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First Computer Programmer: Ada Lovelace

Published on Monday, February 17, 2020

First Computer Programmer: Ada Lovelace

One of the most influential intellectuals in history was a noblewoman who lived in England in the 19th century. Today, Ada Lovelace is credited with creating the first computer program, a century before the first computer was built. Lovelace's work demonstrated what was possible, laying the groundwork for the development of today's computer software.

Who Was Ada Lovelace?

Those who have studied English literature may be surprised to learn that Ada Lovelace, both Augusta Ada Byron, was the daughter of renowned poet Lord Byron. Her mother was Lady Anne Isabella Milbanke Byron, a very religious and educated woman. Young Ada displayed a talent in mathematics from an early age. One of her most renowned works is the translation of an article about a machine invented by Charles Babbage: She added her own commentary to the translation that was longer than the article itself, including details about how the machine could be used to carry out a series of instructions. With her vast knowledge of mathematics and her vision of what was possible for the future of machines, she is today known as the first programmer.

Early Years

Lovelace was born in London on Dec. 10, 1815, the only legitimate child of Lord Byron. Little more than a month after her birth, her mother, fed up with her husband's scandalous behavior, left him, taking baby Ada with her; Ada never saw Byron again.

In an effort to keep Lovelace from becoming like her father, her mother hired tutors to educate her in science and math, an education not typical for women of the time. Lovelace was an apt pupil who studies with a variety of talented minds, including Mary Somerville, one of the first female members of the Royal Astronomical Society.

The Analytical Engine

At age 17, Lovelace met one of the most important people in her life. Charles Babbage was a renowned mathematician and inventor of the era. The friendship that formed between the two scientific minds influenced Lovelace to pursue studies in advanced mathematics at the University of London.

Today, Babbage is known as the father of the modern-day computer. His first major invention was the Difference Engine, a machine that would perform simple calculations. Lovelace was a witness to the creation of the machine and took interest in Babbage's work. After this invention, Babbage planned to build the Analytical Engine, which would be able to perform more advanced calculations.

Babbage traveled to Turin, Italy, and gave lectures about his machine. In the audience for one of these lectures was engineer Luigi Menabrea, who wrote a paper on the Analytical Engine in French. Lovelace was asked to translate the article, but the result was much more than a translation. Besides translating the original text, she added her own ideas about the workings of the machine, and her notes were three times longer than the original article. This translation was published in 1843 with her initials added to the final copy.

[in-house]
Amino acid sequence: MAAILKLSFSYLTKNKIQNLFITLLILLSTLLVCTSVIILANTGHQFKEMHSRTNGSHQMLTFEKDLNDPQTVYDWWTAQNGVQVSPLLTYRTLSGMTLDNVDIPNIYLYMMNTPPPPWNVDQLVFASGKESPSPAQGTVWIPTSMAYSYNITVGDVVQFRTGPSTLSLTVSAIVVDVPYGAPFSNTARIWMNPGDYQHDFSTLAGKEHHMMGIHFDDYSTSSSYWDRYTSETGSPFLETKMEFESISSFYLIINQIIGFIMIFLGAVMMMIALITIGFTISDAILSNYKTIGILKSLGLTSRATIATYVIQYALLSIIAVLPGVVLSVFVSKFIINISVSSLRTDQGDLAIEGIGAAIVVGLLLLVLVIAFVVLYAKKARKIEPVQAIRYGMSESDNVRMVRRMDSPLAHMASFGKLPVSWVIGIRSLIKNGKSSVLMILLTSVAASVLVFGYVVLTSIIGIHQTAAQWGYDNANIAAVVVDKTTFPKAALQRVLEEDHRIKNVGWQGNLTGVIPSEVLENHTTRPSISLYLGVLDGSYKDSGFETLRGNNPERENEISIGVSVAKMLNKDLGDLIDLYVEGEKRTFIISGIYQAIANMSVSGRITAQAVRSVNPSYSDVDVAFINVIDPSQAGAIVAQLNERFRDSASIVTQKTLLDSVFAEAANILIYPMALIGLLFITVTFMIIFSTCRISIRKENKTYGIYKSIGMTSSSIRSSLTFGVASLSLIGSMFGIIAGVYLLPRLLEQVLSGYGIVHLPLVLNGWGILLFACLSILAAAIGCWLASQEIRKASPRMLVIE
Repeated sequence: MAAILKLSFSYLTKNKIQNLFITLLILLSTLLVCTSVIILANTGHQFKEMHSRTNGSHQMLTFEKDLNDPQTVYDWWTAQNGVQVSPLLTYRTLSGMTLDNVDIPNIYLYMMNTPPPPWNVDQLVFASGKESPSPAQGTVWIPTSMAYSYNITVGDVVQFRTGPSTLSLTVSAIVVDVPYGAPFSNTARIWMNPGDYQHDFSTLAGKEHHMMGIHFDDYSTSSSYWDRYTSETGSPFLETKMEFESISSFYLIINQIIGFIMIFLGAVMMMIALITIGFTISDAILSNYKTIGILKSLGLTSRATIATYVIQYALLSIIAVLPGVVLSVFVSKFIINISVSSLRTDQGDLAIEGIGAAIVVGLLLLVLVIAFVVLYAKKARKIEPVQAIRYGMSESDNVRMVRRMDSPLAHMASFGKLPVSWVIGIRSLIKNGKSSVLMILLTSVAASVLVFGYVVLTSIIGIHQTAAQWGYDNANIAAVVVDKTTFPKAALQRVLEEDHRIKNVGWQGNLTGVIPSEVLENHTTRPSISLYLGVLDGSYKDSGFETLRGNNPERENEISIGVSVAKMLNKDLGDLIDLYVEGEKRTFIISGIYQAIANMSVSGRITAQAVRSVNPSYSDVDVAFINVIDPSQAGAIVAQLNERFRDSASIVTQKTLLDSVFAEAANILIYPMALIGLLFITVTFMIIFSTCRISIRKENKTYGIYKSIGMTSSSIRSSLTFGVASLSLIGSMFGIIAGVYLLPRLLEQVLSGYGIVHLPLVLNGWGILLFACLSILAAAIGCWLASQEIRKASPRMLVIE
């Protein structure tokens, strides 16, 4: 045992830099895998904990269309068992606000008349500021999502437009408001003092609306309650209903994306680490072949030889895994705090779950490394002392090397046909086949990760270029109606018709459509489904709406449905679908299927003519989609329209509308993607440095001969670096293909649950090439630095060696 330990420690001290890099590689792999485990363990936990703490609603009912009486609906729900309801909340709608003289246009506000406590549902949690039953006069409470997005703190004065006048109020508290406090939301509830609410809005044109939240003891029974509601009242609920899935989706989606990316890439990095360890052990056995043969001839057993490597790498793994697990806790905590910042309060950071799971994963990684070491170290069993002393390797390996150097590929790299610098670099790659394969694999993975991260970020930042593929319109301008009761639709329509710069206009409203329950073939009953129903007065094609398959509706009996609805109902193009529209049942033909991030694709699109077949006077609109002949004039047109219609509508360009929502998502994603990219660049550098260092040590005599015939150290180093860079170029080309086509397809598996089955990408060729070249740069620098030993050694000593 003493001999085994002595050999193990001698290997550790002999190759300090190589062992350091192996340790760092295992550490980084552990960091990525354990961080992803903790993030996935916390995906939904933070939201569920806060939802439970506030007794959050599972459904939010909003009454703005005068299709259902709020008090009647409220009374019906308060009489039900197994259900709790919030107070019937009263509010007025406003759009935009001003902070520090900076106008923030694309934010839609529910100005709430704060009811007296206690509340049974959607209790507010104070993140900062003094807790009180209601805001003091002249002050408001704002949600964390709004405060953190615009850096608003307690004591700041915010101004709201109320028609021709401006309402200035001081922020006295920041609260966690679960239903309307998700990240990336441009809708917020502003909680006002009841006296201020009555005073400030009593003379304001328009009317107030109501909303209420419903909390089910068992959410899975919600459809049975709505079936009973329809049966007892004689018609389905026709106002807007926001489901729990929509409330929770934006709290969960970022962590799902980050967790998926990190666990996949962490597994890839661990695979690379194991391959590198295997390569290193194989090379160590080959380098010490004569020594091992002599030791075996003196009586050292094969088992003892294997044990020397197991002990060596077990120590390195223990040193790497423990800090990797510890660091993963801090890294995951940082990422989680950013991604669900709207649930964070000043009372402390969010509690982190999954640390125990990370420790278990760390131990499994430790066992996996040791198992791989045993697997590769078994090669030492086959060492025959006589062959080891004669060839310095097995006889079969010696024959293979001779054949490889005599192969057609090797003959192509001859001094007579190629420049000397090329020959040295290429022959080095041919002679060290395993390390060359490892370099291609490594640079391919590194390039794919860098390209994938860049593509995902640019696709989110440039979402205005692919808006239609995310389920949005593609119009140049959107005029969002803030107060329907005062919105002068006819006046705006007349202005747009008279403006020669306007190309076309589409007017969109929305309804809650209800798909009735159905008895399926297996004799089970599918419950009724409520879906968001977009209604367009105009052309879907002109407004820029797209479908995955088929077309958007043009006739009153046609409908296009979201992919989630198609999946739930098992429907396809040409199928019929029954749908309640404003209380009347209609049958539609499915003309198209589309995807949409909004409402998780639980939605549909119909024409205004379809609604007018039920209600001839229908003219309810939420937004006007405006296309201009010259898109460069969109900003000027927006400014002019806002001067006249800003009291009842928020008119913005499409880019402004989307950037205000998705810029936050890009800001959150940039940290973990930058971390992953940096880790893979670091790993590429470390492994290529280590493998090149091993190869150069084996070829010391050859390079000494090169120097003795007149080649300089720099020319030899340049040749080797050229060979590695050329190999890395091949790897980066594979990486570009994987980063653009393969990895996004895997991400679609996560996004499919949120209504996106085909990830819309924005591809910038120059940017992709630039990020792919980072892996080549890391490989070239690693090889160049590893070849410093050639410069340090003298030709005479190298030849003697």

The material Lovelace added clearly described how codes could help the machine work with more than just numbers. She also put forth a theory about how the machine could use sets of repeated instructions, a concept known as looping by modern software developers. Her notes, although not put into practice in their time, proved to be possible with today's technologies.

Lovelace's work went largely unnoticed at the time, and later in her life, she would turn her attention toward creating mathematical approaches to gambling. These efforts failed, however, endangered her finances.

Private Life

Ada Byron married William King in 1835, and three years later, he inherited the earldom of Lovelace, making her a countess. Her husband, with whom she had three children, supported her academic interests, and the couple befriended many leading thinkers of the era, including Charles Dickens and Michael Faraday.

However, Lovelace's health would become a concern, beginning in 1837 with a case of cholera. She would go on to suffer from persistent digestive issues and asthma, and doctors prescribed substances such as opium and laudanum as painkillers. The medications altered her personality and caused her to experience hallucinations and mood swings.

Lovelace died Nov. 27, 1852, from uterine cancer. She was buried in Nottingham, next to her father.


In the mid-1900s, Lovelace's work was rediscovered, and her notes were republished in a book by B.V. Bowden in 1953. Long after her death, Ada was finally recognized for her contributions to computer science. Among the honors her work has earned, the U.S. Defense Department named a programming language after her in 1980.

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Author: Lior Lustig

Categories: News


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